"What happens is when an order is dispatched, a Delivery Reminders pop-up window comes up, and that has to be acknowledged before the driver leaves," Gaudin said. "The pop-up lists all the products that go with that order, like salad dressing or a 2-liter — things that don't come from the hot area." Of course, the complete order is on the printed ticket for drivers to read, but Gaudin said having an on-screen reminder is another level of reinforcement. "It literally says, 'Don't forget ... the drinks or dressing.' Every reminder they get helps."
Forgetting order elements not only equates to lost productivity, Gold said it hurts staff morale. Drivers who aren't responsible for a mistake but are told to deliver the missed elements to waiting customers keeps them from getting the next order. That's frustrating to them and Gold, who has to pay the back-up driver for the run.
"The drivers who don't make mistakes want me to start charging those drivers who forget stuff," he said. "We haven't gotten around to doing it, but I really think it's a good idea. If they start paying for their mistakes, you can bet they'll start improving."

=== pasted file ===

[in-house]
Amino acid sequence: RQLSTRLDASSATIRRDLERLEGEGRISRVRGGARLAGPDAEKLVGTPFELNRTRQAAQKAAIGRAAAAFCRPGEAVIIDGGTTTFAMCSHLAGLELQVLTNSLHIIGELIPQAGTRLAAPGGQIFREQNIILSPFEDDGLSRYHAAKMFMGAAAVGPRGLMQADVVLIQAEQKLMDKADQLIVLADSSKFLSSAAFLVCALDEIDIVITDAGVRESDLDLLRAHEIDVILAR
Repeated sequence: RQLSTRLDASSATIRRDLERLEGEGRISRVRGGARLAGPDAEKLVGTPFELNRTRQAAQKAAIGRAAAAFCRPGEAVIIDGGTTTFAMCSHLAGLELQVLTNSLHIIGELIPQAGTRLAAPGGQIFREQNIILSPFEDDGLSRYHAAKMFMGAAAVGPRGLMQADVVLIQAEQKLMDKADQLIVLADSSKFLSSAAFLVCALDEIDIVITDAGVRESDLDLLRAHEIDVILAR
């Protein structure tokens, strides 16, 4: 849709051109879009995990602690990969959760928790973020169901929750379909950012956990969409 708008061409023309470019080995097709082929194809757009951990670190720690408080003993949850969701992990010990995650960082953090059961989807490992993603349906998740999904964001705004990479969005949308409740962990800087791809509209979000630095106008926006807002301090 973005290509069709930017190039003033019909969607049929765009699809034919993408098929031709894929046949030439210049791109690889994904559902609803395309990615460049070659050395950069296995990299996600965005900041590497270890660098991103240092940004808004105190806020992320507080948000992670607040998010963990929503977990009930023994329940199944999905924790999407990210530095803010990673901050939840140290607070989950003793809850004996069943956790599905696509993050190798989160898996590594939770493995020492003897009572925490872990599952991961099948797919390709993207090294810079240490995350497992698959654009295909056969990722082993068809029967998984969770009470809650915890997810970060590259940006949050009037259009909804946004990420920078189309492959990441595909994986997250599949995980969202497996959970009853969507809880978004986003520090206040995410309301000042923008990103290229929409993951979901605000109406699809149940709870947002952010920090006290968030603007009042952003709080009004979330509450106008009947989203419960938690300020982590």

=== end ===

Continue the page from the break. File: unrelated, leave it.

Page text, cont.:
Wehbe likens dispatch mistakes to dropping a crucial pass in a big football game. Domino's reputation is besmirched by the error and it puts additional stress on the rest of the staff.
"I always tell them, 'We can have the best pizza in the world and be the nicest people on the phones, but if you're not making sure your order's prompt, we're going to lose that customer,'" he said. Though it's tempting to bust a driver's chops for such blunders, Wehbe said yelling and screaming don't advance the overall cause. "Like a successful head coach, you have to be a leader and criticize in private and in a way they learn from it. I ask them, 'What did you learn from this so you can be sure it doesn't happen again? We have a system to check things like this, what's yours? You're responsible to execute.'"
Gold and Wehbe said self-dispatch of orders often is a breeding ground for driver selfishness. Some like to pick and choose orders from customers they know tip the best, or they grab orders they know are closest to the store. Some simply take more orders than they should, which threatens product quality because of delayed delivery times.
According to Gaudin, Revention's software allows operators to set a maximum number of orders each driver can take per run. If a driver attempts to exceed the limit, the POS won't let him take any orders.